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Lynne Champlin

Lynne Champlin

If you are getting upset or troubled by all the negative news on television, I have a suggestion. Why don’t we all go to the movies every night in our own homes ?

I was walking the dogs in Fuller Park and met a long-time friend and her acquaintance who were walking their dogs. We were talking about the strain everyone is under these days.

My friend told us what she does every night to get away from it all. Instead of the news, which gives her a headache, she turns to The Ted Turner Movie site channel with a sigh of relief.

You could pick an old classic for the night, put your jammies on, make a big bowl of popcorn covered with real butter, put your feet up on the couch and relax. Let your mind go blank and enjoy the show. You would probably have a restful evening and even sleep better

This idea led to a fun conversation about our favorite old movies and Hollywood stars. She was a big fan of Tallulah Bankhead and always looked for her movies. I had to stop her in her tracks when she mentioned this familiar name. I laughingly said, “I had Tallulah Bankhead on a flight one afternoon when I was a stewardess for Western Airlines.” She wanted to hear all about her.

I told her I didn’t recognize her at first. The #1 Stewardess came back to the coach section and showed me her name on the airline passenger list. Tallulah always wanted to be seated in the back row just in front of the rear galley. She felt she had more privacy there. She was mine to take care of for this flight to Los Angeles.

She wasn’t much work. She was a very quiet passenger who just ordered a soft drink. I expected her sparkling personality but maybe the red hair took its place. It was fun to see her as I remembered her on a local TV show.

Having Tallulah on my plane opened up our conversation. They asked me if I ever had other movie stars on my flights when I was with Western Airlines. I was excited to tell them of my surprise when Cary Grant and his wife, Dyan Cannon, suddenly appeared in the coach section and found their seats. What were they doing back here in coach with me? I had noticed a little confusion in first class when we started boarding passengers in Las Vegas.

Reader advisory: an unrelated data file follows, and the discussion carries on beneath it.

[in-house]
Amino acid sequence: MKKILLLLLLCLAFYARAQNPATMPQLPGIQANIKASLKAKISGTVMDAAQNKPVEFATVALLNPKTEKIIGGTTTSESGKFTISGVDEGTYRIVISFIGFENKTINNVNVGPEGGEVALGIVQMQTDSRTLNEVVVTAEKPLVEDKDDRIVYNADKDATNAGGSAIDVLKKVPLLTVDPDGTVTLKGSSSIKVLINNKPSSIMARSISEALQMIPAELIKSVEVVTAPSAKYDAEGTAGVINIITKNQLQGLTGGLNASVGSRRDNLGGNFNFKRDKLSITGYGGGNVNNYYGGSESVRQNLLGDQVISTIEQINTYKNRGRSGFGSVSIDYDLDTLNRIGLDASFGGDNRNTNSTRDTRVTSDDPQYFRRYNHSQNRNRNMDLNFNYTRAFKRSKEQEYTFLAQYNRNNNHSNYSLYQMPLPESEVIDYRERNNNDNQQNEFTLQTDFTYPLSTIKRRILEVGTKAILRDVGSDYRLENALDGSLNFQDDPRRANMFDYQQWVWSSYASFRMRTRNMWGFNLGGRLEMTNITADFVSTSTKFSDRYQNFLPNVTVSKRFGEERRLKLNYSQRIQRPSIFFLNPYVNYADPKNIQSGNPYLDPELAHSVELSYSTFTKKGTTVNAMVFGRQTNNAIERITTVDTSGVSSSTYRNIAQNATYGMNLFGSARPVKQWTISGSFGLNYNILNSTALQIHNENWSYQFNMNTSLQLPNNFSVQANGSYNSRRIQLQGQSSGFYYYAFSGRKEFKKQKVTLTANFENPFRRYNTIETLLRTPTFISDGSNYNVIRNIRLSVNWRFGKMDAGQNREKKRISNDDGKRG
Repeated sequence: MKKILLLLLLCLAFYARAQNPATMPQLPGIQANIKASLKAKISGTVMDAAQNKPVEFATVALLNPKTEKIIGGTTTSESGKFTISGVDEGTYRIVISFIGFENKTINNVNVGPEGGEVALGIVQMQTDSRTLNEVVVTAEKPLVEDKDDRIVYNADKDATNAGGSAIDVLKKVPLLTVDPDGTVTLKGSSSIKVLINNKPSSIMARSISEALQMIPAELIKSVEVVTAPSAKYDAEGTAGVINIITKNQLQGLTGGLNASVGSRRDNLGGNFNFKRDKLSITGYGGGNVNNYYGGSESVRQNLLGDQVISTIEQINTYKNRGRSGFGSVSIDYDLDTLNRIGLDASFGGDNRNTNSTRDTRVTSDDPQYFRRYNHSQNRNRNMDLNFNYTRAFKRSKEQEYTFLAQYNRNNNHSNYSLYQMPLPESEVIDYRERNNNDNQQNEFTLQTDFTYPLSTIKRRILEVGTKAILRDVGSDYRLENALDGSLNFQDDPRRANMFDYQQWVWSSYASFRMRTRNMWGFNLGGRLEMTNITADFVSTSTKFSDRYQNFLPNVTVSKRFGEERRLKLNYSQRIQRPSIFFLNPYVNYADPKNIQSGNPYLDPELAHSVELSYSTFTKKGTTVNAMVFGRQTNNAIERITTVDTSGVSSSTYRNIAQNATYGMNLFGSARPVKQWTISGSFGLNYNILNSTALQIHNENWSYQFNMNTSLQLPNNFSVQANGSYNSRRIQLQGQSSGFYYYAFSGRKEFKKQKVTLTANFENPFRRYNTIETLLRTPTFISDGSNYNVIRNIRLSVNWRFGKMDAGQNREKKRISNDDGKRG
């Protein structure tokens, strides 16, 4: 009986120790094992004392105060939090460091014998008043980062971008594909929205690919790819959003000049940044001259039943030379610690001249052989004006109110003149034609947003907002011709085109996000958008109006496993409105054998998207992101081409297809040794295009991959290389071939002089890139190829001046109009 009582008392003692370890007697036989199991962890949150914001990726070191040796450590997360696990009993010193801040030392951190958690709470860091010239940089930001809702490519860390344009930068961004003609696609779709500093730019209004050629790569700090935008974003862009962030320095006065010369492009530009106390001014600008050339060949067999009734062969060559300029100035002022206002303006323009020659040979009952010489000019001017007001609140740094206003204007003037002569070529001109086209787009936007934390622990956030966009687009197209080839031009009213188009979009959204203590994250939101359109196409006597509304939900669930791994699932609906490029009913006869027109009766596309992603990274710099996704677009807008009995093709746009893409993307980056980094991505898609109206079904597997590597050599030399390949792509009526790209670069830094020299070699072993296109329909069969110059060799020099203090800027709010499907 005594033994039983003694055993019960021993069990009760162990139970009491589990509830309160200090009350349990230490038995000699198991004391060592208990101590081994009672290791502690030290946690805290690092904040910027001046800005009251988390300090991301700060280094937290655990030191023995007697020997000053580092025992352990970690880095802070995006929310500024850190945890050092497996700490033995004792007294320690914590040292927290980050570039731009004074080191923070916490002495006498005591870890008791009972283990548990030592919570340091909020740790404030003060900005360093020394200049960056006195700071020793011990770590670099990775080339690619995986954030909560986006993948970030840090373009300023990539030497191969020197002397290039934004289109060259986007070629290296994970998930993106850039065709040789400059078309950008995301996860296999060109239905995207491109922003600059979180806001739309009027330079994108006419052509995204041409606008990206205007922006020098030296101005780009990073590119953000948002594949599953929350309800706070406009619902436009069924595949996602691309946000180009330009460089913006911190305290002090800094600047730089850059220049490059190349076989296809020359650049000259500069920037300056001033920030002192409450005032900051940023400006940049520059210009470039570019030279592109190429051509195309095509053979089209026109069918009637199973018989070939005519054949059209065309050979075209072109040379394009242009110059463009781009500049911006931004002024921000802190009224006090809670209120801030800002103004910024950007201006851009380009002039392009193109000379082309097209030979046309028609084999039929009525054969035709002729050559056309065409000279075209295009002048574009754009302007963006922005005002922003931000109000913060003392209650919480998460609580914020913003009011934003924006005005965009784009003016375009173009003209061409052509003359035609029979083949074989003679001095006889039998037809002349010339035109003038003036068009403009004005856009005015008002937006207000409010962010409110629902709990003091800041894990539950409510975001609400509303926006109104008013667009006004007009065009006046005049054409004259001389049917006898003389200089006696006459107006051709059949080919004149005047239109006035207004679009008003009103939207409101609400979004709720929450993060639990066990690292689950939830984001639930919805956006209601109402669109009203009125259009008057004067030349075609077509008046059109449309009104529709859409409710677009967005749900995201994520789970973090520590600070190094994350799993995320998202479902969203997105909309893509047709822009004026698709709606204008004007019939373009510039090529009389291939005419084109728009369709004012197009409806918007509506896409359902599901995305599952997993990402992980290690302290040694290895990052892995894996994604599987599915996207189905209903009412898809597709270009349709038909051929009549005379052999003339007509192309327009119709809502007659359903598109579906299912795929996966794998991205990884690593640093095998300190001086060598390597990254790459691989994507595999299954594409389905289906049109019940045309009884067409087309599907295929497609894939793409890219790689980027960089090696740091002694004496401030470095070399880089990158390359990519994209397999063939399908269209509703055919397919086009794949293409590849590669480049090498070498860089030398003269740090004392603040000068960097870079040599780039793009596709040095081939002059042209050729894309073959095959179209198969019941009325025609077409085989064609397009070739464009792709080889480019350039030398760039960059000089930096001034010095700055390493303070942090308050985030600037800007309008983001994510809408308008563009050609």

I later learned that Frank Sinatra had given Rosalind Russell a huge birthday party the night before at a casino in Las Vegas. Western Airlines had overbooked first class and the only seats available for Mr. and Mrs. Cary Grant were in the back with me and my flying partner. Unlucky for them but lucky for us.

When the plane started rolling toward the runway for takeoff, I went to the front of the coach section to do my seat belt demonstration. I was standing there waiting for the first stewardess to start her announcement on the PA System. Cary Grant, who was sitting in the front aisle seat of this section, asked me to hand him a magazine from the magazine rack on the wall. He mentioned he had hurt his back. I was happy to give him one to read for the flight. He gave me his Hollywood Star Smile and I gave him my Western Airlines Stewardess Smile back in return.

Of course I would smile at Cary Grant, as I would smile at anyone. Especially in those days as we were constantly being tested by the passengers as Western was advertising the “Flub Stub” program. We handed them out like candy. It was easier than discussing whether or not we had followed the “Smiling” rules with the passengers. They always smiled like children when we gave them a Flub Stub.